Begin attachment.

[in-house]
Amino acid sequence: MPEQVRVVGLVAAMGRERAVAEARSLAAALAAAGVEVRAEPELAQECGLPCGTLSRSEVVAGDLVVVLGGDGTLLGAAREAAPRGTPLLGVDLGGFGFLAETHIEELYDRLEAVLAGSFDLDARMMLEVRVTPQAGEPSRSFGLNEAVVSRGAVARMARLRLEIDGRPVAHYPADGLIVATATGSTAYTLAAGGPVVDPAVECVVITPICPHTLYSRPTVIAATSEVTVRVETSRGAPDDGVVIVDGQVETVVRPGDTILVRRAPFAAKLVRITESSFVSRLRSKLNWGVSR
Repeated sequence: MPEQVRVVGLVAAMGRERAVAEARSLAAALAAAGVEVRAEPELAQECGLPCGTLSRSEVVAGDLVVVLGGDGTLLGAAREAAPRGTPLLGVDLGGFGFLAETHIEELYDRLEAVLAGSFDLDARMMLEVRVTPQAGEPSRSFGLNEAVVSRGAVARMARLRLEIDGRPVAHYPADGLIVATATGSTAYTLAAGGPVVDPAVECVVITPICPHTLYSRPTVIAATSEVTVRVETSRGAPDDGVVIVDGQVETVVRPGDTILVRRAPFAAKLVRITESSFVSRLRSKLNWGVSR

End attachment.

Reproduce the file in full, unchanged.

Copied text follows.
[in-house]
Amino acid sequence: MPEQVRVVGLVAAMGRERAVAEARSLAAALAAAGVEVRAEPELAQECGLPCGTLSRSEVVAGDLVVVLGGDGTLLGAAREAAPRGTPLLGVDLGGFGFLAETHIEELYDRLEAVLAGSFDLDARMMLEVRVTPQAGEPSRSFGLNEAVVSRGAVARMARLRLEIDGRPVAHYPADGLIVATATGSTAYTLAAGGPVVDPAVECVVITPICPHTLYSRPTVIAATSEVTVRVETSRGAPDDGVVIVDGQVETVVRPGDTILVRRAPFAAKLVRITESSFVSRLRSKLNWGVSR
Repeated sequence: MPEQVRVVGLVAAMGRERAVAEARSLAAALAAAGVEVRAEPELAQECGLPCGTLSRSEVVAGDLVVVLGGDGTLLGAAREAAPRGTPLLGVDLGGFGFLAETHIEELYDRLEAVLAGSFDLDARMMLEVRVTPQAGEPSRSFGLNEAVVSRGAVARMARLRLEIDGRPVAHYPADGLIVATATGSTAYTLAAGGPVVDPAVECVVITPICPHTLYSRPTVIAATSEVTVRVETSRGAPDDGVVIVDGQVETVVRPGDTILVRRAPFAAKLVRITESSFVSRLRSKLNWGVSR